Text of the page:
Gold Fields expects lower H1 earnings; sets $30m aside for lung disease claims
JOHANNESBURG (miningweekly.com) – Stronger exchange rates on converting local currency costs to dollar, an increase in amortisation and a financial provision to potentially settle silicosis claims will result in an up to 50% year-on-year decrease in JSE- and NYSE-listed Gold Fields’s earnings per share (EPS) and headline earnings per share (HEPS) for the six months to June 30.
The gold miner on Thursday warned that its EPS are expected to be between 43% and 57% lower than the $0.14 reported in the first half of 2016.
HEPS are expected to be between 38% and 50% lower than the $0.16 reported in the first half of 2016. Normalised earnings for the first six months of this year are expected to be between 15% and 31% lower than the $0.13 reported in the prior comparable period.
Gold Fields noted that the higher amortisation related mainly to its Tarkwa mine as a result of lower reserve ounces and an increase in ore mined and stockpiled.
Further, Gold Fields has estimated the cost of a possible settlement of the South African class action lawsuit related to silicosis and tuberculosis (TB) claims and has made a provision of $30.2-million, or R390-million, in the half-year under review. It added that the nominal value of the provision was $39.5-million, or R509-million.
Gold Fields warned that the provision may be subject to adjustment in the future.
A consolidated application was brought against several South African mining companies, including Gold Fields, for certification of a class action on behalf of current or former mineworkers (and their dependents), who have allegedly contracted silicosis and/or TB while working for one or more of the mining companies listed in the application.
In May 2016, the South African South Gauteng High Court ordered the certification of two classes – a silicosis class and a TB class – and that the common law be developed to provide that, where a claimant commences suing for general damages and subsequently dies before close of pleadings, the claim for general damages will transmit to the estate of the deceased claimant.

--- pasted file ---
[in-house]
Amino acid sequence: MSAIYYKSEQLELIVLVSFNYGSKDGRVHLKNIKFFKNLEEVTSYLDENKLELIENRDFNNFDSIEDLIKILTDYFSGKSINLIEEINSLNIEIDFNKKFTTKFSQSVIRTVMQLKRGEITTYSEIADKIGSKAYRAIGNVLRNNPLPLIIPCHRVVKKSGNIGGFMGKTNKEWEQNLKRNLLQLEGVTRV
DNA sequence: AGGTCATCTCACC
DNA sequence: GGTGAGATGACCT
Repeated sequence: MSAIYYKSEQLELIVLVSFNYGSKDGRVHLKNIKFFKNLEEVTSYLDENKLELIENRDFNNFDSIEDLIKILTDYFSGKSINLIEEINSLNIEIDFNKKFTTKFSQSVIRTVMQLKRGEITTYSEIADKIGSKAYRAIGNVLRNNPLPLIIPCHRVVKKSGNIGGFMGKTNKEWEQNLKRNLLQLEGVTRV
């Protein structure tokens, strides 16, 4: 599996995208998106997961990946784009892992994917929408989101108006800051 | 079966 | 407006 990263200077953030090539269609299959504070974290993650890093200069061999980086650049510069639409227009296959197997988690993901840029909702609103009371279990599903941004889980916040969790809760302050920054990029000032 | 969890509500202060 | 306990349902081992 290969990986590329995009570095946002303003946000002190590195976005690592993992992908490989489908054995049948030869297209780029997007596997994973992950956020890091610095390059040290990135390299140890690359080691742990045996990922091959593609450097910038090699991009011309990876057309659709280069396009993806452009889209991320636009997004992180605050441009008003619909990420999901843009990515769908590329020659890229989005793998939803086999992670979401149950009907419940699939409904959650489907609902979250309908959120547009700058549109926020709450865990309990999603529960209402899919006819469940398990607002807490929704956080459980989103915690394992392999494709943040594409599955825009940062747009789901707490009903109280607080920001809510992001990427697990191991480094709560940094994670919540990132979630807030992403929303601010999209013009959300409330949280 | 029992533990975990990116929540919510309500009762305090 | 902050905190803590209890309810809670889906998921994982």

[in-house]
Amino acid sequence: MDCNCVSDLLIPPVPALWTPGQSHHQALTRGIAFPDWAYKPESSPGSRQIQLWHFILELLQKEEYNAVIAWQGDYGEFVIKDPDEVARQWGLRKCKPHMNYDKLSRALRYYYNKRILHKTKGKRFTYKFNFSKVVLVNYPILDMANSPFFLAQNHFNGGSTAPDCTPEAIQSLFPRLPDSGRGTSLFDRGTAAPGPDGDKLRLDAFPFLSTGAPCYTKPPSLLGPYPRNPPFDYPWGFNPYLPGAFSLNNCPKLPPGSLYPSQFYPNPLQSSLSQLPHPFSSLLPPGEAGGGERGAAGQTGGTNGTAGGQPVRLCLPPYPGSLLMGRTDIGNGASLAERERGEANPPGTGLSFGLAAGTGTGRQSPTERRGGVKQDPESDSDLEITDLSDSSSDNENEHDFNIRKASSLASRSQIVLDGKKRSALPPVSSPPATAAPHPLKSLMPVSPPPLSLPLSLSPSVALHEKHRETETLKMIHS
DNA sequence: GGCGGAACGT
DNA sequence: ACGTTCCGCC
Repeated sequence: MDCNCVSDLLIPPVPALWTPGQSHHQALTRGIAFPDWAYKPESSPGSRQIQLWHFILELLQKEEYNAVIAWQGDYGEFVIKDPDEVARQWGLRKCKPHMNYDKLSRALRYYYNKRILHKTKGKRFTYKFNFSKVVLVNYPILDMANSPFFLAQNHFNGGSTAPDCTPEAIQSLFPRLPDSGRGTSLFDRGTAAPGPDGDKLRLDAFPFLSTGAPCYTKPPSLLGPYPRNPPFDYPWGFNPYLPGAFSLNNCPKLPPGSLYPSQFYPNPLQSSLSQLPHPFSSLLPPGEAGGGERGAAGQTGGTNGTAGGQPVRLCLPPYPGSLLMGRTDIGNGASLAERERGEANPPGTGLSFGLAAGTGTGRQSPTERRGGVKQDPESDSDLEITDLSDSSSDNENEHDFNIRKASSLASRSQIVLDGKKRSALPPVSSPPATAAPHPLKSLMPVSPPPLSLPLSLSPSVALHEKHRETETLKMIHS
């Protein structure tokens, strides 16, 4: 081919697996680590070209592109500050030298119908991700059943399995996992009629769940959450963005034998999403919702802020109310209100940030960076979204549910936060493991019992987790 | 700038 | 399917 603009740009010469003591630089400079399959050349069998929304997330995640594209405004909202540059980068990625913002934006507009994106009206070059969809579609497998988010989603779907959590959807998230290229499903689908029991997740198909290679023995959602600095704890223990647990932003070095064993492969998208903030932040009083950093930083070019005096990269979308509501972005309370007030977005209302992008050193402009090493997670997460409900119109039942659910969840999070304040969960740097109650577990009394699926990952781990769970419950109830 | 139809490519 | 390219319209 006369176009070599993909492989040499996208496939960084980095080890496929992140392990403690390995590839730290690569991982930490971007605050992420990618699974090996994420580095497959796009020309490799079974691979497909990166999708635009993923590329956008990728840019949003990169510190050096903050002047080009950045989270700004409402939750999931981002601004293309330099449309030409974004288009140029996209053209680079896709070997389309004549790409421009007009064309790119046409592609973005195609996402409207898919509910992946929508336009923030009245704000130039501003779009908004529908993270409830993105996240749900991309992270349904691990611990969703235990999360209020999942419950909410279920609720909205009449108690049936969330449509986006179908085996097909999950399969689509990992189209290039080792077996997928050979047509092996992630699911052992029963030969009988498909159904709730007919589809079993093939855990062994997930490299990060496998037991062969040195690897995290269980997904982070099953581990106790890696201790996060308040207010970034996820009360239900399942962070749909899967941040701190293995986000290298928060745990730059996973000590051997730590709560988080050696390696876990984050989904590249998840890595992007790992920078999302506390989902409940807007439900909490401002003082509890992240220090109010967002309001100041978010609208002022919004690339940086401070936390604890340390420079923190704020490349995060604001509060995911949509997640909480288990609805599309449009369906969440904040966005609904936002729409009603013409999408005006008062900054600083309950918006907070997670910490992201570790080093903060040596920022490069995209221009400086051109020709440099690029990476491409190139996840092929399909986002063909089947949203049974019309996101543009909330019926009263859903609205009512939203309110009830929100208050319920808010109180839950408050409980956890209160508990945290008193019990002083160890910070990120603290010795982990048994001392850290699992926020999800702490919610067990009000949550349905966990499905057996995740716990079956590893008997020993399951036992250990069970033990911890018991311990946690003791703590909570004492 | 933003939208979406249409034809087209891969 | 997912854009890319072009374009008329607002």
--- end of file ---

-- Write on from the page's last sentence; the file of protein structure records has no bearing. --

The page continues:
The High Court ruling did not represent a ruling on the merits of the cases brought against the mining companies. The Supreme Court of Appeal granted the mining companies leave to appeal against all aspects of the May 2016 judgment. The appeal hearing before the Supreme Court of Appeal is scheduled to be heard between March 19 and 23, 2018.
Meanwhile, African Rainbow Minerals, Anglo American, AngloGold Ashanti, Gold Fields, Harmony and Sibanye Gold in 2014 formed the Occupational Lung Disease Working Group to address issues relating to compensation and medical care for occupational lung disease in the South African gold mining industry.
The working group has had extensive engagements with a range of stakeholders since its formation, including government, organised labour, other mining companies and the legal representatives of claimants who have filed legal actions against the companies.
The working group remains of the view that achieving a comprehensive settlement which is both fair to past, present and future employees and sustainable for the sector, is preferable to protracted litigation.
Gold Fields will release its interim financial results on August 17.
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